Irresponsibility is in the eye of the beholder. Chris is not irresponsible, but he conceives of being responsible in a way that his parents don't understand. Joe Keller, for instance, thinks Chris is irresponsible about money because everything has always been handed to him. Joe says to Kate about Chris,
You make a deal, overcharge two cents, and his hair falls out. He don't understand money. Too easy, it came too easy.
During the war, Chris moves beyond the narrow concept of responsibility his parents have. His parents are selfishly focused on being responsible only to themselves and their children. They don't have a sense of social responsibility. Chris does, especially as he watches his men care and sacrifice for each other during the war. He tries to explain to Ann,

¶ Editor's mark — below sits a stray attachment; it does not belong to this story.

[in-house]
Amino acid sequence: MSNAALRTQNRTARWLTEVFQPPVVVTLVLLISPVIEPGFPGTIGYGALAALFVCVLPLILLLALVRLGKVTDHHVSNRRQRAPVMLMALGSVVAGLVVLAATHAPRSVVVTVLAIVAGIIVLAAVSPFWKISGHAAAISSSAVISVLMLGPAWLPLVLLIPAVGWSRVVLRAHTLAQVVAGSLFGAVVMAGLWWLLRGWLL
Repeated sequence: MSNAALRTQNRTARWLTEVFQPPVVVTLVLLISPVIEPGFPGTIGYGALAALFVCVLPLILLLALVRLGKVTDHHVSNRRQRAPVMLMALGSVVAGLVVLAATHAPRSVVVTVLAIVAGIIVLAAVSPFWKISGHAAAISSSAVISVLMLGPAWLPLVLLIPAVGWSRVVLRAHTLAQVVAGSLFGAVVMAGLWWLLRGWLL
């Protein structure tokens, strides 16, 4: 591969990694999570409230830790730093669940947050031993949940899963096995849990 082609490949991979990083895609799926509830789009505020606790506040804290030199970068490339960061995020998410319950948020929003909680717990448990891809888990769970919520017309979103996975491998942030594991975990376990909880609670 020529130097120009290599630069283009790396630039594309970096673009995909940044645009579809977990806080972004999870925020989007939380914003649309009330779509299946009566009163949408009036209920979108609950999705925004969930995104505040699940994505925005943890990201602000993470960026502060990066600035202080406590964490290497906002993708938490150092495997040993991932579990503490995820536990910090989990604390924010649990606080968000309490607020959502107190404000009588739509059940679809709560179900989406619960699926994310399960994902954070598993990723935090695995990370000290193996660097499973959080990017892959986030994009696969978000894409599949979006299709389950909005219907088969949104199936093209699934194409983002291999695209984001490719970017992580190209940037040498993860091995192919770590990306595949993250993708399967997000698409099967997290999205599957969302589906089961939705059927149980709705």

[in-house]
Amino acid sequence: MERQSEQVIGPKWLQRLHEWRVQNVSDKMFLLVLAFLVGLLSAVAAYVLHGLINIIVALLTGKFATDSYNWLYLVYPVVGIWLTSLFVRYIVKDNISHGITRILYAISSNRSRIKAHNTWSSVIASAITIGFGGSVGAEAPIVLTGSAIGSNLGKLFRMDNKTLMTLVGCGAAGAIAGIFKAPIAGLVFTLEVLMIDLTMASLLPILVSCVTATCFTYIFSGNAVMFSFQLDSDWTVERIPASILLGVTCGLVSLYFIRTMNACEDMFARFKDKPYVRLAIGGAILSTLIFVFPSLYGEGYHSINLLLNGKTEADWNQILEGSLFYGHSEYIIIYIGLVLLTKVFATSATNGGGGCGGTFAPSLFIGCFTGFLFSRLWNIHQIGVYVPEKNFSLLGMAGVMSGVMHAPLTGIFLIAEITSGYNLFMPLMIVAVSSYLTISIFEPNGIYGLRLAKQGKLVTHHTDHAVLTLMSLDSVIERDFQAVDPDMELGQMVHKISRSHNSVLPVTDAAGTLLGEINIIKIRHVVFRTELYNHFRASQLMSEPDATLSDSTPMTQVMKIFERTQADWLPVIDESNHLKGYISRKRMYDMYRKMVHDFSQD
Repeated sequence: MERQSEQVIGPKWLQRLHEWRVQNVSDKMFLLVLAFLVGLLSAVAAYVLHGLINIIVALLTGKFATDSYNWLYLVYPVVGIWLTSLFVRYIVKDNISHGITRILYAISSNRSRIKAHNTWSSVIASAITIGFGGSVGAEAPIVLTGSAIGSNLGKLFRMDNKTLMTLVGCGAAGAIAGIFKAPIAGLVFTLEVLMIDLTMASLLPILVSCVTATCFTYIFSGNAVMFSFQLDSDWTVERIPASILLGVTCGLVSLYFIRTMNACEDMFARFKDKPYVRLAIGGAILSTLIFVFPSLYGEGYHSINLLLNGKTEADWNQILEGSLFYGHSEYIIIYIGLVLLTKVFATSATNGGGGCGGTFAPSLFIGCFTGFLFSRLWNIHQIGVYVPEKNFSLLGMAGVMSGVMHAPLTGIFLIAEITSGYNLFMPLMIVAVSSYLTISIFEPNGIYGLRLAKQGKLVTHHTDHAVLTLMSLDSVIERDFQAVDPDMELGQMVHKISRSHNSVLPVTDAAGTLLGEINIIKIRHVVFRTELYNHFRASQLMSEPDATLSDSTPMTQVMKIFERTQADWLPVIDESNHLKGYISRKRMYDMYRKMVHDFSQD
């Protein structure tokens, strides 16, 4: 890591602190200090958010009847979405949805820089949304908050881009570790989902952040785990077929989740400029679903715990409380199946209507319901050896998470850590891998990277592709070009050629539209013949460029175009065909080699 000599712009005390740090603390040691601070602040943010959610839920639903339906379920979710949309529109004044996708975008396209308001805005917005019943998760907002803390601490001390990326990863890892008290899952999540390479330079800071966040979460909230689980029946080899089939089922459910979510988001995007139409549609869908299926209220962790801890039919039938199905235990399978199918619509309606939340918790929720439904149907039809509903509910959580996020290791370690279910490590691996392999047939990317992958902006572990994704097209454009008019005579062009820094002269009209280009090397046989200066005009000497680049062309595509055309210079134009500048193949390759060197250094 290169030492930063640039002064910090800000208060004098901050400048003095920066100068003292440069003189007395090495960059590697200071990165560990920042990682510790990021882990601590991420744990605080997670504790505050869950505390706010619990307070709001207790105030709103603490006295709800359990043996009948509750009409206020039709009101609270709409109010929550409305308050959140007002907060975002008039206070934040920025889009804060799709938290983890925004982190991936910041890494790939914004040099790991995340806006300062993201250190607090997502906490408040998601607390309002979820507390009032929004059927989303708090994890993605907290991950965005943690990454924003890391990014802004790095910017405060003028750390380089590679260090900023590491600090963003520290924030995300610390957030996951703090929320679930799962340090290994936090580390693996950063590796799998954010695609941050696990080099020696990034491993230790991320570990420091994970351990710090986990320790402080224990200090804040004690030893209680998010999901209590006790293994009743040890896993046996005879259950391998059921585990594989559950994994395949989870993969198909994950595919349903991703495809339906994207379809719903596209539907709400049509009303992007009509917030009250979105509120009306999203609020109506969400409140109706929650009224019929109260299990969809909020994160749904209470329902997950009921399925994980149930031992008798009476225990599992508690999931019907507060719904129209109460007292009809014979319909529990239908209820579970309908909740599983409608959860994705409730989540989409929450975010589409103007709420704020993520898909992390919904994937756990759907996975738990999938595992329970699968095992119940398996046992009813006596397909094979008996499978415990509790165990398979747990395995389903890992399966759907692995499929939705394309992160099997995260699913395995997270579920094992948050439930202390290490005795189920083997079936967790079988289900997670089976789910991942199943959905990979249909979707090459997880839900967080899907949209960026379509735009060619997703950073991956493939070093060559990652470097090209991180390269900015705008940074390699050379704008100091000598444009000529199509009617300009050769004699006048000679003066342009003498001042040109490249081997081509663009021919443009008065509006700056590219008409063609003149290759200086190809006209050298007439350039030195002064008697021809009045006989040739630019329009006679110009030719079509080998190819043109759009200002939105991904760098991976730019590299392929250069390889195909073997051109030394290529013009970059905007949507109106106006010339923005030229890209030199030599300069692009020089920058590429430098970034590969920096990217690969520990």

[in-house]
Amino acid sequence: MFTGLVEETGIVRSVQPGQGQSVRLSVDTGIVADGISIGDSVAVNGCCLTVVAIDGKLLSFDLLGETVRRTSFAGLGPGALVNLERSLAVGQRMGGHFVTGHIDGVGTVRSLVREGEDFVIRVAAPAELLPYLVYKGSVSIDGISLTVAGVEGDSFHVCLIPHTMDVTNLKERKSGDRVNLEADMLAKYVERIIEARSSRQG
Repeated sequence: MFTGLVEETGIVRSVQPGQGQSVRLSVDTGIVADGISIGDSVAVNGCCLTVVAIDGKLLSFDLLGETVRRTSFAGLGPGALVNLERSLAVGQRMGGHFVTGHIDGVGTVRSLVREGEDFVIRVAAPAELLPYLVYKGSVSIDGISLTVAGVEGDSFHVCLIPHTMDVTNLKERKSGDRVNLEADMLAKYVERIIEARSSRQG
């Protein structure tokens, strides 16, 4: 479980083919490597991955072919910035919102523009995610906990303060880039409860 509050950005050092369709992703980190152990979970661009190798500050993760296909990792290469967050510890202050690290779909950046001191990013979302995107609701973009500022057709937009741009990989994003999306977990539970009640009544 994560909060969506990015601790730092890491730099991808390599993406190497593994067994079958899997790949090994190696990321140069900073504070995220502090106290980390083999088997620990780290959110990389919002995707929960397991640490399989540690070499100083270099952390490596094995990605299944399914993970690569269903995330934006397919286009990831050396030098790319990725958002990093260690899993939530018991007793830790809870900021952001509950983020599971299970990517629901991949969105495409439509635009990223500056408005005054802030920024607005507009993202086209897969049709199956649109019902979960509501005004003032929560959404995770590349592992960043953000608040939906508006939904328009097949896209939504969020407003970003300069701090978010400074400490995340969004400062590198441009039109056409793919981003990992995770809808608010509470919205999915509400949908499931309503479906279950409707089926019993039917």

Everything was being destroyed, see, but it seemed to me that one new thing was made. A kind of ... responsibility. Man for man.
What he means is that the soldiers seemed to be developing a stronger, broader, more unselfish form of responsibility in which they felt responsible for people beyond their own narrow circle of family. He believes that if people merely go back to living entirely for themselves and letting everyone else suffer, the war was pointless. What, he asks, was the good of so many people dying if a better world doesn't come out of that sacrifice?
As his parents intuit, this form of responsibility threatens them. They can't, for instance, be sure that Chris will not turn his father in to the authorities.